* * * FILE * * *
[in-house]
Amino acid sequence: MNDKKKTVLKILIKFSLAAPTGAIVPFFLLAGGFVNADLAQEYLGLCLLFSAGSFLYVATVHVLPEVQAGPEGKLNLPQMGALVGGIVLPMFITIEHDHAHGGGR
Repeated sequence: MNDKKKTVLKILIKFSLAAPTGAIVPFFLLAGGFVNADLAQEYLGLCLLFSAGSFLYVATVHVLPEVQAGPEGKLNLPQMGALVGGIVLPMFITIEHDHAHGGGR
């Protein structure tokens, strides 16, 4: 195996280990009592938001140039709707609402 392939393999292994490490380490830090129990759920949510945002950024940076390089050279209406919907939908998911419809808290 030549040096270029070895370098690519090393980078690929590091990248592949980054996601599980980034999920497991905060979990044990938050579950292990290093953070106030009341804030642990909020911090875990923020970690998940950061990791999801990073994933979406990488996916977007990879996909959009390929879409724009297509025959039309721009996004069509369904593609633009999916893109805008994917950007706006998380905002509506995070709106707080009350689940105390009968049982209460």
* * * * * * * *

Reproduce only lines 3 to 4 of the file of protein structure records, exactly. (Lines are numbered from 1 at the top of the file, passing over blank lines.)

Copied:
Repeated sequence: MNDKKKTVLKILIKFSLAAPTGAIVPFFLLAGGFVNADLAQEYLGLCLLFSAGSFLYVATVHVLPEVQAGPEGKLNLPQMGALVGGIVLPMFITIEHDHAHGGGR
């Protein structure tokens, strides 16, 4: 195996280990009592938001140039709707609402 392939393999292994490490380490830090129990759920949510945002950024940076390089050279209406919907939908998911419809808290 030549040096270029070895370098690519090393980078690929590091990248592949980054996601599980980034999920497991905060979990044990938050579950292990290093953070106030009341804030642990909020911090875990923020970690998940950061990791999801990073994933979406990488996916977007990879996909959009390929879409724009297509025959039309721009996004069509369904593609633009999916893109805008994917950007706006998380905002509506995070709106707080009350689940105390009968049982209460």